I like to argue and debate. It has its place – being able to communicate, in my opinion is a vastly underrated skill. Like listening, we assume because we can do it, we’re always effective at it. In my job, I’ve gotten really good at boiling down what people mean. It’s not to your advantage to have everything you say be misconstrued or translated. Be to the point.

You can look fantastic, do everything right in terms of handshake, posture, etc., but be so excited you trip over your words. You can be too vulgar. You can give the wrong impression. Thing is, the hard part about energy, is I think it’s a constant exchange – I for one, try to read in to other people, and assume that same level of energy so I’m not being intimidating. It can be very hard, letting someone tear apart your work. Like with communication, someone may have great insight into how readers and editors think and react, but they can come across crass or unintentionally insult you while you’re sitting there. It’s easy to go, “Well, what do you know?!” because you corrected them once on an obscure thing you happen to be an expert on. A little negative energy can bring you down – but don’t sweat it. Obviously if the editor is saying things that are unfounded and making personal attacks, this is not acceptable – I don’t care who they are – but for the most part the editor is at the event to promote themselves and their works. Generally speaking, most of them are supposed to be smart enough to not do this.

Truth is, the editor may not be an expert in the area you’re writing about, but odds are, they know about the industry. Slush editors go through the pile quick. If they can point out something you can tweak that gets your manuscript read by someone who might be interested in your subgenre, it’s worth it.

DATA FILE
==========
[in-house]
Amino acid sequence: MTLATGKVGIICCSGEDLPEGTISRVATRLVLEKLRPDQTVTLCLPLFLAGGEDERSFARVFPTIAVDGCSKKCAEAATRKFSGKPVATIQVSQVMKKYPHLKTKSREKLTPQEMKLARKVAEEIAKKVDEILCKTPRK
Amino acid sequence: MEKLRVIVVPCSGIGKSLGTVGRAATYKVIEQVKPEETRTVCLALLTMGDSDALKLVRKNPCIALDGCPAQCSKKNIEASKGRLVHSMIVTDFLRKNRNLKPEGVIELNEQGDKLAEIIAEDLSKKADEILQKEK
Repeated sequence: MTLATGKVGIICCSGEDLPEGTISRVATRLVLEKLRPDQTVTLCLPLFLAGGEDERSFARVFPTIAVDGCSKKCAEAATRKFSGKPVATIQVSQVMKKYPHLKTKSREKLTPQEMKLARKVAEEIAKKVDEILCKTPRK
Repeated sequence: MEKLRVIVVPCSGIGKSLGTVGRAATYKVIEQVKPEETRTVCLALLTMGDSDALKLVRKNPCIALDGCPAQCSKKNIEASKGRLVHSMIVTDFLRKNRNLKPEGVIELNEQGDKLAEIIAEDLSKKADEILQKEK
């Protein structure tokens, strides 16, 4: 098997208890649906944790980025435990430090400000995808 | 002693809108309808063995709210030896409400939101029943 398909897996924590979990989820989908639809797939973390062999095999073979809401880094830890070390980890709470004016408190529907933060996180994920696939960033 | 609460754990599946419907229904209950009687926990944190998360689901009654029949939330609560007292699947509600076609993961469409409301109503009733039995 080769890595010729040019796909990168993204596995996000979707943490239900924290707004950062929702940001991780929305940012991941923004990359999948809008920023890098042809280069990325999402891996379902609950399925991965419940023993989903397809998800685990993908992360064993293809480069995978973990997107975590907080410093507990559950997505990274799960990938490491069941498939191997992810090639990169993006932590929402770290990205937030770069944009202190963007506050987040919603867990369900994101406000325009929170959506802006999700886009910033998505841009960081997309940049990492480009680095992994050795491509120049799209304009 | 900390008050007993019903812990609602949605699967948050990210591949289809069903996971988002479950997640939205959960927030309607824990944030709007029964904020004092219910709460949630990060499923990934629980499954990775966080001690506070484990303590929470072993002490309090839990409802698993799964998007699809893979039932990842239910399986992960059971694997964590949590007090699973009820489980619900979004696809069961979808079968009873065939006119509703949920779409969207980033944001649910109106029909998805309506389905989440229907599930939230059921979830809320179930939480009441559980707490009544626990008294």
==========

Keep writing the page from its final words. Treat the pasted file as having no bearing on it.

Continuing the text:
So with energy – try to be calm. Know your stuff. Don’t let anyone put words in your mouth. Give kind smiles, be to the point when they ask questions. Don’t get flustered if anyone talks down to you. Leave them with an impression thinking, “That person might have something.” You might have to deal with this person in the future, and if your future book ever needs a review, forming a good opinion with the person might not get you a better review, but it probably won’t hurt.

Remember, that people have their hang ups – we all do. And you don’t have to sacrifice your personality to do this – you can be fun, bold, quiet, domineering – but these meetings are short, and while the book might reflect your worldview, it’s important that you’re not overshadowing your book. If the editor wants to work with you, it’s best that they get to know the real you, with all your quirks, eventually. Believe me, I work 12+ hour days with people in cramped spaces dealing with people, sometimes on the worst day of their life. Those sparkling personalities come out, but we can all fake professionalism, even when we really don’t feel like it. You can do the same thing with an editor.

If you can’t remember any of this, just remember to be polite and thank them for their time. If we all try to be respectful – even when the other person doesn’t deserve it – it says more about us than them.

Till next time~